Thursday, October 06, 2005
As I sit here typing away on my home computer that would have never have been possible if it wasn't for the space program, knocking on the door to my 4th decade on this tiny insignificant planet in this vast universe I have to sit and wonder sometimes. Why did we do it? Why did we decide to go to the moon? Oh, sure it was a lot of reasons like beating the Soviets... That was a big reason. Sputnik kicked us in the nuts collectively as a nation and the Cold War being the Cold War, we just HAD to beat those damn Reds...
But I look at it with a different slant. Why did we go to the moon?
Because we could. And because we had to.
And if we can really reach the moon, some 250,000 miles away in the vacuum of space, well, we can do anything. Not as a country, not that at all, but as human kind.
I remember vividly the night of July 20th, 1969 at 10:56 PM, EDT, sitting on the floor of my living room with my brother and the rest of my siblings and parents watching Neil Armstrong take that one "Small step for man, one giant leap for mankind..."
Yes, I was only four years old, but I still have that fuzzy black and white image indelibly etched into my memory from our old Philco B&W TV. It was the only time I remember my parents letting me stay up that late. We were watching with the rest of the world, and for a small sliver of time we were all there on the Sea of Tranquility taking those first timid steps with Neil.
Now NASA is planning a return to the moon. About Goddamn time. We should have never stopped going the first place in my mind. Just imagine where we could have been now if we had never stopped. Think of all the every day things we have now that we wouldn't have if it weren't for the space program. Home computers, cell phones, pocket calculators the size of credit cards... Digital music and photography. The weather and communications satellites that orbit our little orb and warn us of the dangers of storms and connect us with friends and family all over the world, the internet itself is partly the child of the space program, not Al Gore.
We all owe our thanks to those rocket scientists at NASA, North American, Grumman, Sperry, Lockheed and other contractors all over our country who made it all possible.
But still every day I hear talk on the radio that NASA shouldn't be doing this. It's to expensive, but pound-for-pound, the old Saturn V rockets cost half of what it takes to launch the Shuttle into high-earth orbit. NASA's plan is still within their yearly budget, not a dime more. Let the Europeans keep the ISS and we'll look further. It's too expensive and really, is it getting us anywhere other than high-earth orbit? Or better yet, let everyone join in the great adventure and we can get to the stars not as one country,truly as one people.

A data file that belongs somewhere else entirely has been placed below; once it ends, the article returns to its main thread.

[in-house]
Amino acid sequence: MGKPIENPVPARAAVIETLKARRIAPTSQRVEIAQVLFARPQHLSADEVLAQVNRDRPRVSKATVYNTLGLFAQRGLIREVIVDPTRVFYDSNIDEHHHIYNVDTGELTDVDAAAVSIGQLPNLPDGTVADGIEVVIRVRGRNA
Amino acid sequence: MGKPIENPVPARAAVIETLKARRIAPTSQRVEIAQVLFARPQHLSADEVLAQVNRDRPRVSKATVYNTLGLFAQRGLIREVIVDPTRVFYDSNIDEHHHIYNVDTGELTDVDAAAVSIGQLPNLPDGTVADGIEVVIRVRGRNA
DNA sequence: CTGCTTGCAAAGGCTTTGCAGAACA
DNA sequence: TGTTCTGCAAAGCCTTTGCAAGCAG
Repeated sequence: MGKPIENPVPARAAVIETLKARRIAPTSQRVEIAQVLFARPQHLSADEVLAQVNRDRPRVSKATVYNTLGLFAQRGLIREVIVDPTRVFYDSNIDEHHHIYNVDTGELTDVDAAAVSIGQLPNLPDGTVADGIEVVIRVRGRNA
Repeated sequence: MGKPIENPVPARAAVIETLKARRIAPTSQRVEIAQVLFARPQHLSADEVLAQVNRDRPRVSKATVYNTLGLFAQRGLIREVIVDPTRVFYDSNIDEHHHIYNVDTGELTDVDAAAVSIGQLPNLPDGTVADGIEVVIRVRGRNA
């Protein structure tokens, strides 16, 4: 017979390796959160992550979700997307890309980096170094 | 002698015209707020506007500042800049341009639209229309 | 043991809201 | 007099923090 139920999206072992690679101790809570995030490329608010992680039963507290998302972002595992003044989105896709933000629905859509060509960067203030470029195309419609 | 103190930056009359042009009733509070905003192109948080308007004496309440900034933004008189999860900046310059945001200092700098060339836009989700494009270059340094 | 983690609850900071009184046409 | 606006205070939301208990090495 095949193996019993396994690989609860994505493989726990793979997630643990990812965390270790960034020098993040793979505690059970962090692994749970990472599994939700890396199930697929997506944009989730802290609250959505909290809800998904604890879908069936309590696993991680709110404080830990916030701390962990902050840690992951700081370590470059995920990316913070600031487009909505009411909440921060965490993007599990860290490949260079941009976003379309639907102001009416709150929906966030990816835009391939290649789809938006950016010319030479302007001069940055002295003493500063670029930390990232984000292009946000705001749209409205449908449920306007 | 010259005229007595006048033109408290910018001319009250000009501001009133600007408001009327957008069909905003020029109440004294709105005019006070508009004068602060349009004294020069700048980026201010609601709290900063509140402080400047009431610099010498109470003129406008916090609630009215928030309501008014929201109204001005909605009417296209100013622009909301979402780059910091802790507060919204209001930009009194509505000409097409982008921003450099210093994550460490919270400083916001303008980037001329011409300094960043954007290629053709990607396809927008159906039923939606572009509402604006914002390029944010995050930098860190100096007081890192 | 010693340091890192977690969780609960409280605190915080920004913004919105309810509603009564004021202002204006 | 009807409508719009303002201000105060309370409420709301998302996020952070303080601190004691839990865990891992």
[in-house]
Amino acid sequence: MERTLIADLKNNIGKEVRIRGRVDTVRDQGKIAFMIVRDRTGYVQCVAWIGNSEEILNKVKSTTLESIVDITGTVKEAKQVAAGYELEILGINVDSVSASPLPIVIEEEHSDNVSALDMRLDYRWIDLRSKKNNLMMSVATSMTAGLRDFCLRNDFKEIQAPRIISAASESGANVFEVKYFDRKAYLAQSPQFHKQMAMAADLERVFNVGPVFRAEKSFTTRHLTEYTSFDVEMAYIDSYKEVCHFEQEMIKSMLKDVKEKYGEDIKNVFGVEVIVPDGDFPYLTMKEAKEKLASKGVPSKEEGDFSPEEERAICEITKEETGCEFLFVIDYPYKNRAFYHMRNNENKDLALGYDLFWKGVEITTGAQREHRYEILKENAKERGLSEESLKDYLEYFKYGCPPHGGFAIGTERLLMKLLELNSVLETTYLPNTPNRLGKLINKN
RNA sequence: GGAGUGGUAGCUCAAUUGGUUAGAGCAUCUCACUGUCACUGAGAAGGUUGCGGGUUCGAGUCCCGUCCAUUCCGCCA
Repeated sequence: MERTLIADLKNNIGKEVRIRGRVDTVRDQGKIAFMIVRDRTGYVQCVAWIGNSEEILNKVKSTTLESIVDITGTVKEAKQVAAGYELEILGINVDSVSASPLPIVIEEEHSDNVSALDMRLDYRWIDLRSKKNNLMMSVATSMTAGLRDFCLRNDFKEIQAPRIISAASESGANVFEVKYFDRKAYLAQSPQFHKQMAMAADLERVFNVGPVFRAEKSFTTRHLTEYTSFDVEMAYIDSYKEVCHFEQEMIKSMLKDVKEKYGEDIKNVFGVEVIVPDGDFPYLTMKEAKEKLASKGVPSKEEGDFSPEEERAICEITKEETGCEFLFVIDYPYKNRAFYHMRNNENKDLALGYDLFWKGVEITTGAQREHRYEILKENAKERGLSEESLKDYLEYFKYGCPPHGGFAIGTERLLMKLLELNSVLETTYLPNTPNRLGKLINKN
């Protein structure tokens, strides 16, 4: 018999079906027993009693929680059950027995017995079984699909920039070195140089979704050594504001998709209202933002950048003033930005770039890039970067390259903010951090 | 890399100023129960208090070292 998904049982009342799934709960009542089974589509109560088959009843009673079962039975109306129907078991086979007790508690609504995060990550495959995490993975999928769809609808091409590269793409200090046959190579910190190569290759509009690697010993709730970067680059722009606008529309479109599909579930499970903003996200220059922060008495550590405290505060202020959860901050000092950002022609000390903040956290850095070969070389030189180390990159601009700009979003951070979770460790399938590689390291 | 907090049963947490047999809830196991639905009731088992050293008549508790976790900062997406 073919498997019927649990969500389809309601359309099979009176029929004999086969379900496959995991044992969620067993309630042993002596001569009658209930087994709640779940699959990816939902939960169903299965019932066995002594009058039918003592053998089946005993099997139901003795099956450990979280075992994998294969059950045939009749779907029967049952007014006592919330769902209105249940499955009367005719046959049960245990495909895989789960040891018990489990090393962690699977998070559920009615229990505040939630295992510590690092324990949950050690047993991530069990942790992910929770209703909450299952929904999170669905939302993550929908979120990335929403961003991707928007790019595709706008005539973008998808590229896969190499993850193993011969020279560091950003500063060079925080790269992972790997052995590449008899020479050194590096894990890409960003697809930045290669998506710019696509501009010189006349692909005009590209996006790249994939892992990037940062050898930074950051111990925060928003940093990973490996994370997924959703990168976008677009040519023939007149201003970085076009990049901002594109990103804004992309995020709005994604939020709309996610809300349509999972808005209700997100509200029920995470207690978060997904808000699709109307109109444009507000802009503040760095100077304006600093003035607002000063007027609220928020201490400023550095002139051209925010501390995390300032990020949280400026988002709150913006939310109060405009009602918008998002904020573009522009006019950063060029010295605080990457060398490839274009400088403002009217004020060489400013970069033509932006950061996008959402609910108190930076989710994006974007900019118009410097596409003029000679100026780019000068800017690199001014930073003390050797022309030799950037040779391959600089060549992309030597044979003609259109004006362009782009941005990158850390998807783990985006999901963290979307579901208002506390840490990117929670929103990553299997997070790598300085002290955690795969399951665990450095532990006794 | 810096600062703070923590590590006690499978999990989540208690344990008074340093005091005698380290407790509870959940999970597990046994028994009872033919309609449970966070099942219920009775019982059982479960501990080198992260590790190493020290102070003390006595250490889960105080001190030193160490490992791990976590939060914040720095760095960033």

I must ask you this, what would have happened if Queen Isabella ignored Christopher Columbus? Where would be now?
As President Kennedy said, "We chose to go to the moon and do the other things, not because they are easy, but because they are hard..."
Humans are a naturally curious species. From the first prehistoric man to tame fire one cold and blustery night to keep his tribe warm to Neil Armstrong riding a flame to the moon, and beyond.
If we're to survive as a species we must look to the stars. In about a million years or so from now our life giving sun will die out, taking all life on our little planet with it. We must look out for the long haul, to the moon, then Mars and eventually the stars.
It won't be in our lifetimes, maybe not even in our grandchildren's lifetimes. And it won't be easy either, and there will be other setback and disasters along the way. But we have to keep pursuing the stars. Two hundred, maybe three hundred years from now one of us will one day set foot on a planet in another star system.
It's our destiny.
Maybe also it will give our youth something other than rap stars spewing their garbage and overpaid, steroid-taking athletes to look up to.
A new age of true heroes to follow the heroes of my youth....
But we need to keep looking toward the stars... I do every night at work and wonder what might be, what could be, and I like what I imagine. I will probably never see it, but it would be nice to know somewhere deep in my heart that we will get there someday.
Copyright 2005 Thomas J Wolfenden